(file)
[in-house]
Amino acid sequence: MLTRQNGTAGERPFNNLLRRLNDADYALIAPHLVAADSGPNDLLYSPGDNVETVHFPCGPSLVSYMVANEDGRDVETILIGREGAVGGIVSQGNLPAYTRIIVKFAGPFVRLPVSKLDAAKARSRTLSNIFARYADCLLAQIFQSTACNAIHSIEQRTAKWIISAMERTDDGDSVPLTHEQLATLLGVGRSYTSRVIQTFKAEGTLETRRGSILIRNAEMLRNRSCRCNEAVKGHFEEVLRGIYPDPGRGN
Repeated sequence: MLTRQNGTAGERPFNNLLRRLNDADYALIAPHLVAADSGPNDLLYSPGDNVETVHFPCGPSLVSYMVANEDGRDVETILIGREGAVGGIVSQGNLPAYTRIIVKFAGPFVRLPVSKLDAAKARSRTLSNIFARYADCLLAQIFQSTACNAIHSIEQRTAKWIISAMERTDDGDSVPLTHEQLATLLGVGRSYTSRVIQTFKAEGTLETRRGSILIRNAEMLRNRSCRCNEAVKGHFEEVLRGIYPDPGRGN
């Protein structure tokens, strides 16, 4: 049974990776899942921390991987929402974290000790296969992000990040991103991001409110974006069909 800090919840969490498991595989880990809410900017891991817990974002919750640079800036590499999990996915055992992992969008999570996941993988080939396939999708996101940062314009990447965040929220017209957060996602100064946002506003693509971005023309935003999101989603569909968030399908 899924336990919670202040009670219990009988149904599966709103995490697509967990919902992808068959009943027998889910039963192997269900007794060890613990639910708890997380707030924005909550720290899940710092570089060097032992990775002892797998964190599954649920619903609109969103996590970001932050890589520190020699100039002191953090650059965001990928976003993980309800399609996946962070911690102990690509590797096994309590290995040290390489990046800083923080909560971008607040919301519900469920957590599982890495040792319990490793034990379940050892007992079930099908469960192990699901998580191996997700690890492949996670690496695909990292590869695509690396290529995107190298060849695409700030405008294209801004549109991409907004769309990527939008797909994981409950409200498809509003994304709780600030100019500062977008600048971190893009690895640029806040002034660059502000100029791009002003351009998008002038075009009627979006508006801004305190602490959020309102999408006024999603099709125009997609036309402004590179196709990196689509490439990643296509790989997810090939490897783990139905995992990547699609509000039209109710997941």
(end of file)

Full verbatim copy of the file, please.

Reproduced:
[in-house]
Amino acid sequence: MLTRQNGTAGERPFNNLLRRLNDADYALIAPHLVAADSGPNDLLYSPGDNVETVHFPCGPSLVSYMVANEDGRDVETILIGREGAVGGIVSQGNLPAYTRIIVKFAGPFVRLPVSKLDAAKARSRTLSNIFARYADCLLAQIFQSTACNAIHSIEQRTAKWIISAMERTDDGDSVPLTHEQLATLLGVGRSYTSRVIQTFKAEGTLETRRGSILIRNAEMLRNRSCRCNEAVKGHFEEVLRGIYPDPGRGN
Repeated sequence: MLTRQNGTAGERPFNNLLRRLNDADYALIAPHLVAADSGPNDLLYSPGDNVETVHFPCGPSLVSYMVANEDGRDVETILIGREGAVGGIVSQGNLPAYTRIIVKFAGPFVRLPVSKLDAAKARSRTLSNIFARYADCLLAQIFQSTACNAIHSIEQRTAKWIISAMERTDDGDSVPLTHEQLATLLGVGRSYTSRVIQTFKAEGTLETRRGSILIRNAEMLRNRSCRCNEAVKGHFEEVLRGIYPDPGRGN
């Protein structure tokens, strides 16, 4: 049974990776899942921390991987929402974290000790296969992000990040991103991001409110974006069909 800090919840969490498991595989880990809410900017891991817990974002919750640079800036590499999990996915055992992992969008999570996941993988080939396939999708996101940062314009990447965040929220017209957060996602100064946002506003693509971005023309935003999101989603569909968030399908 899924336990919670202040009670219990009988149904599966709103995490697509967990919902992808068959009943027998889910039963192997269900007794060890613990639910708890997380707030924005909550720290899940710092570089060097032992990775002892797998964190599954649920619903609109969103996590970001932050890589520190020699100039002191953090650059965001990928976003993980309800399609996946962070911690102990690509590797096994309590290995040290390489990046800083923080909560971008607040919301519900469920957590599982890495040792319990490793034990379940050892007992079930099908469960192990699901998580191996997700690890492949996670690496695909990292590869695509690396290529995107190298060849695409700030405008294209801004549109991409907004769309990527939008797909994981409950409200498809509003994304709780600030100019500062977008600048971190893009690895640029806040002034660059502000100029791009002003351009998008002038075009009627979006508006801004305190602490959020309102999408006024999603099709125009997609036309402004590179196709990196689509490439990643296509790989997810090939490897783990139905995992990547699609509000039209109710997941």